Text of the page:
We spend a lot of time as mediators and trainers focussing on how we start mediation. Private meetings? Joint sessions? Breakfast with the parties? Summaries and other documents? Initial telephone contact prior to the day? And so on....

But we spend less time on how we finish. That may be because it is much harder to simulate the end game in a training context. There are so many more variables. And in mediation itself, we may be tired after a long day, or relieved, euphoric or simply very aware of how hard it has all been and how jaded the parties have become.

There is a danger, though, that the experience of mediation is diminished by a poor finish. Just as rapport is established in a very few moments at the outset and the tone set by a good (or bad!) start, the last stage may be what people remember. If it has been a tough day and the outcome is (as often it can seem to be) less than parties had hoped for, the process can fizzle and leave a sense of dissatisfaction. 

Does it matter? Assuming that the matter has resolved, the job is done, the mediator goes home and lives to mediate another day. Need we do more?  I think that we should.

I suggest that is a part of the mediator's role to try to make sure that the parties feel as positive about the outcome and the process as is realistically possible. Thus, how the parties do the deal is important. As often as possible, the mediator should leave the last move in the hands of the parties, so that they have that sense of rediscovering the ability to negotiate and taking responsibility for the ultimate outcome. It may be that the mediator has so positioned things that he or she knows that the outcome is certain. Nevertheless, the mediator needs to let go of any need to be the one who brings it home, often with the admiring appreciation of the parties. We all enjoy the triumph of finalising the deal. But it is so much more meaningful to relinquish that moment and return ownership to the parties. Let them enjoy that moment of accomplishment wherever possible.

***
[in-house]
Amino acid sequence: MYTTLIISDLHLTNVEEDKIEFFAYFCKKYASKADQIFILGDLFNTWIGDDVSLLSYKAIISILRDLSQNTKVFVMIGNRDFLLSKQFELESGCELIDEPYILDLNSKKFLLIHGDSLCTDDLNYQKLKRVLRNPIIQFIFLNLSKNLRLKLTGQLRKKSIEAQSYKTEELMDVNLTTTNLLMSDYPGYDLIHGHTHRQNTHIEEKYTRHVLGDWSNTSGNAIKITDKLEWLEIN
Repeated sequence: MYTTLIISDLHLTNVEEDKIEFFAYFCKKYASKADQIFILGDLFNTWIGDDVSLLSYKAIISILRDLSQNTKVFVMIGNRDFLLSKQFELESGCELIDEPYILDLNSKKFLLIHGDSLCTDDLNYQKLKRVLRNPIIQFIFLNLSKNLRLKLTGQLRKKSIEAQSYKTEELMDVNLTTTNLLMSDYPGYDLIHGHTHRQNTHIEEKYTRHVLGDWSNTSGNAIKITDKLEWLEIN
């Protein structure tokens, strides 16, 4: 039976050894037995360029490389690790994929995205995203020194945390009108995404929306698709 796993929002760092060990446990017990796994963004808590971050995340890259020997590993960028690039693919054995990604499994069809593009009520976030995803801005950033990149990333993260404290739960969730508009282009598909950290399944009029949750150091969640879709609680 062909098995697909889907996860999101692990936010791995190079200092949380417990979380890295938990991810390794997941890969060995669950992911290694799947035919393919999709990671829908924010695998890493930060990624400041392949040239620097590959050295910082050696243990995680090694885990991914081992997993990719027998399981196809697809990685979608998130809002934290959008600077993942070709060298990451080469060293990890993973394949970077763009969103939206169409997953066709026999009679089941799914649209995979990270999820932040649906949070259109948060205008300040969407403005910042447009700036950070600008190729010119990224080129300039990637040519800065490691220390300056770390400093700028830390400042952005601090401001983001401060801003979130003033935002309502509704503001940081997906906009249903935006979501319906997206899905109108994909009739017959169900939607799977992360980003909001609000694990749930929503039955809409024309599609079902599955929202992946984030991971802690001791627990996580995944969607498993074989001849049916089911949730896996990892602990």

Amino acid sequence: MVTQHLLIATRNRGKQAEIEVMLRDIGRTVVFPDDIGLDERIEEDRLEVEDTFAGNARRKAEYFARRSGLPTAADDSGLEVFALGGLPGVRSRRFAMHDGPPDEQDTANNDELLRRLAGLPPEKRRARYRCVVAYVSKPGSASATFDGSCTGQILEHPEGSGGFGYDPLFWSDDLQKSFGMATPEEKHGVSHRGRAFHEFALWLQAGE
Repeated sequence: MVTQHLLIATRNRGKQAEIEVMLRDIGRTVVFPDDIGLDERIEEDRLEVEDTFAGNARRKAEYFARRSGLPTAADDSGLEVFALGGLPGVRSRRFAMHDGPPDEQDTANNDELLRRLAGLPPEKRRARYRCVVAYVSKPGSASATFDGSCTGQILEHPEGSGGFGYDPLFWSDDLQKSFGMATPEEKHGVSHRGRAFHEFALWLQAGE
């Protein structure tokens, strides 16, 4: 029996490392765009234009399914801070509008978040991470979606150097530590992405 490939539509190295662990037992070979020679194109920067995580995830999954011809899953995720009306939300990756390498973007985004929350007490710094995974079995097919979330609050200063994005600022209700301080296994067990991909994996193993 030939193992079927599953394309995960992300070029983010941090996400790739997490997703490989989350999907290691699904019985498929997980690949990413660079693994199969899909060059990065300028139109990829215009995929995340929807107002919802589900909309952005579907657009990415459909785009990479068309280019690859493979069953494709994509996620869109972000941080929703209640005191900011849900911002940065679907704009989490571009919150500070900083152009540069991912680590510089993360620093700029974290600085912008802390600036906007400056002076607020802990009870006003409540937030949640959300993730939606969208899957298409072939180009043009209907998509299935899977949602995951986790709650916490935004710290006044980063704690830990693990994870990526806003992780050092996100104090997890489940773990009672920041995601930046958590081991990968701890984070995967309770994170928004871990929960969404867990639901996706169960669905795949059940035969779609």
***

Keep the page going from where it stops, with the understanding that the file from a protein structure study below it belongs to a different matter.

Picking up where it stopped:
Similarly, acknowledging the valuable role played by the advisors, legal and otherwise, in front of their clients and giving them a key role in the final acts, whether it be drafting the agreement or orchestrating other formalities, can be a generous and welcome move. This is especially so if the advisors have had a tough time with the negotiations or have had to give difficult advice to their clients.

Reassuring parties that they have done well, worked hard, struck as good a deal as they can (without stepping over that fine line to expressing a judgment) can be worth its weight in gold. After all, the parties have relied on you throughout the day to guide and shape the process. A friendly word of comfort at the end can mean a lot.

Then the ritual of the final meeting. It is not always possible or appropriate, but it can be meaningful and respectful to bring all the key players together at the end to acknowledge the achievements of the day, perhaps reminding them of where they were when they started and of how, together, they have fashioned an agreement. A few carefully chosen words by the mediator can be just what is required by those who have found themselves in a difficult and uncertain environment. 

And, of course, if the host is able to produce a glass or two of fine wine - or even something bubbly - that can occasionally go down well. But prudence may suggest taking care, lest something unfortunate is said....and always wait until the lawyers have completed the drafting. On one occasion, early consumption of wine rendered the lawyers incapable of completing the legal documents and the mediation had to be adjourned. It then took another day to unravel the confusion which resulted!!

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